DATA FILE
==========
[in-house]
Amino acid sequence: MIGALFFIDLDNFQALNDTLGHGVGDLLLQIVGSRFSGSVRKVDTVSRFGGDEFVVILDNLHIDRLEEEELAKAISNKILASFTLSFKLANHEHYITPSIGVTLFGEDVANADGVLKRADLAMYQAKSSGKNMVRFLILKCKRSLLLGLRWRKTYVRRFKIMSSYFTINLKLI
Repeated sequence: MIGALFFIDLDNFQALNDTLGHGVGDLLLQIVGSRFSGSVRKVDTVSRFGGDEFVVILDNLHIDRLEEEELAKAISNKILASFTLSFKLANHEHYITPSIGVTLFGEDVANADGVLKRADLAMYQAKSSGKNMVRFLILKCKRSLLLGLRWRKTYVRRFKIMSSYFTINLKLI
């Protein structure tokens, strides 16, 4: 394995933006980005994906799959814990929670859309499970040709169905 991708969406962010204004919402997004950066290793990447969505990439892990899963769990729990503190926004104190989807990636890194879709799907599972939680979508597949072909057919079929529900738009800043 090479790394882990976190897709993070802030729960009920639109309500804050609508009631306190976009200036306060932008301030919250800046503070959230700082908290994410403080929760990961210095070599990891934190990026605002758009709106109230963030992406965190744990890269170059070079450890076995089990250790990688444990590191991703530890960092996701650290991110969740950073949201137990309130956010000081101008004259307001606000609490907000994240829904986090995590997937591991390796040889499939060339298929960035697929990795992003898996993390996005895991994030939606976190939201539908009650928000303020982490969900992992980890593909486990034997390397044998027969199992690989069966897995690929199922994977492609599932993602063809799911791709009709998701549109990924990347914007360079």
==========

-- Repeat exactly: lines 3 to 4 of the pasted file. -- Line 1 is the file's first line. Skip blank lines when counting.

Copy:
Repeated sequence: MIGALFFIDLDNFQALNDTLGHGVGDLLLQIVGSRFSGSVRKVDTVSRFGGDEFVVILDNLHIDRLEEEELAKAISNKILASFTLSFKLANHEHYITPSIGVTLFGEDVANADGVLKRADLAMYQAKSSGKNMVRFLILKCKRSLLLGLRWRKTYVRRFKIMSSYFTINLKLI
């Protein structure tokens, strides 16, 4: 394995933006980005994906799959814990929670859309499970040709169905 991708969406962010204004919402997004950066290793990447969505990439892990899963769990729990503190926004104190989807990636890194879709799907599972939680979508597949072909057919079929529900738009800043 090479790394882990976190897709993070802030729960009920639109309500804050609508009631306190976009200036306060932008301030919250800046503070959230700082908290994410403080929760990961210095070599990891934190990026605002758009709106109230963030992406965190744990890269170059070079450890076995089990250790990688444990590191991703530890960092996701650290991110969740950073949201137990309130956010000081101008004259307001606000609490907000994240829904986090995590997937591991390796040889499939060339298929960035697929990795992003898996993390996005895991994030939606976190939201539908009650928000303020982490969900992992980890593909486990034997390397044998027969199992690989069966897995690929199922994977492609599932993602063809799911791709009709998701549109990924990347914007360079």